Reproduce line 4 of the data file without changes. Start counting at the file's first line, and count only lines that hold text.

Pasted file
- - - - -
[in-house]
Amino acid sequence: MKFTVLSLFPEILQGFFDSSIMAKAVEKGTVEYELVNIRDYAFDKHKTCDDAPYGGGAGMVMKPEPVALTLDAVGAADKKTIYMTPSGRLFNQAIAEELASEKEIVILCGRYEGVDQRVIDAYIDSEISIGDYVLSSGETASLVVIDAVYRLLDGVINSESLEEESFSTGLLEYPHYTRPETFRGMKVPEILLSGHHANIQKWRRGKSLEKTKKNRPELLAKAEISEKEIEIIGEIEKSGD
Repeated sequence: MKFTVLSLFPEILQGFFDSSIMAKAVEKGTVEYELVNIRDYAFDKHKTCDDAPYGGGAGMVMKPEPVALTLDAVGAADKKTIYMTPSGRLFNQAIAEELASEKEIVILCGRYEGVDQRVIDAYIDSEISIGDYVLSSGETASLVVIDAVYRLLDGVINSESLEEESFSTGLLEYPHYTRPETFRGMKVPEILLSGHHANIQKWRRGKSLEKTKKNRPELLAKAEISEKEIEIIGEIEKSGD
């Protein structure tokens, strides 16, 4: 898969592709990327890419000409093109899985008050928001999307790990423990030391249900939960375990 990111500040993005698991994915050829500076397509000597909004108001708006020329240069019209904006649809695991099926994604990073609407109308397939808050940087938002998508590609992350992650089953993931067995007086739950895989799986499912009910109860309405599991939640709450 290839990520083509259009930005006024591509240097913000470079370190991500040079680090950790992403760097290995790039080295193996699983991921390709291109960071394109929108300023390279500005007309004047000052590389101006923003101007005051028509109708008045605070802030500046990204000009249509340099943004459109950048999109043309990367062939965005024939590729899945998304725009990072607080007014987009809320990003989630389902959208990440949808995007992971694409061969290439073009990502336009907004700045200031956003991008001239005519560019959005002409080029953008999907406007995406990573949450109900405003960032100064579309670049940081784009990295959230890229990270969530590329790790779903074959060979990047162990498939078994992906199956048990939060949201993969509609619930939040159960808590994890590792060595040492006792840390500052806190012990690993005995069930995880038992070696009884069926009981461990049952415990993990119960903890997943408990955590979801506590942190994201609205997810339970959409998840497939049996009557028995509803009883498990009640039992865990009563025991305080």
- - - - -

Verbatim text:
């Protein structure tokens, strides 16, 4: 898969592709990327890419000409093109899985008050928001999307790990423990030391249900939960375990 990111500040993005698991994915050829500076397509000597909004108001708006020329240069019209904006649809695991099926994604990073609407109308397939808050940087938002998508590609992350992650089953993931067995007086739950895989799986499912009910109860309405599991939640709450 290839990520083509259009930005006024591509240097913000470079370190991500040079680090950790992403760097290995790039080295193996699983991921390709291109960071394109929108300023390279500005007309004047000052590389101006923003101007005051028509109708008045605070802030500046990204000009249509340099943004459109950048999109043309990367062939965005024939590729899945998304725009990072607080007014987009809320990003989630389902959208990440949808995007992971694409061969290439073009990502336009907004700045200031956003991008001239005519560019959005002409080029953008999907406007995406990573949450109900405003960032100064579309670049940081784009990295959230890229990270969530590329790790779903074959060979990047162990498939078994992906199956048990939060949201993969509609619930939040159960808590994890590792060595040492006792840390500052806190012990690993005995069930995880038992070696009884069926009981461990049952415990993990119960903890997943408990955590979801506590942190994201609205997810339970959409998840497939049996009557028995509803009883498990009640039992865990009563025991305080």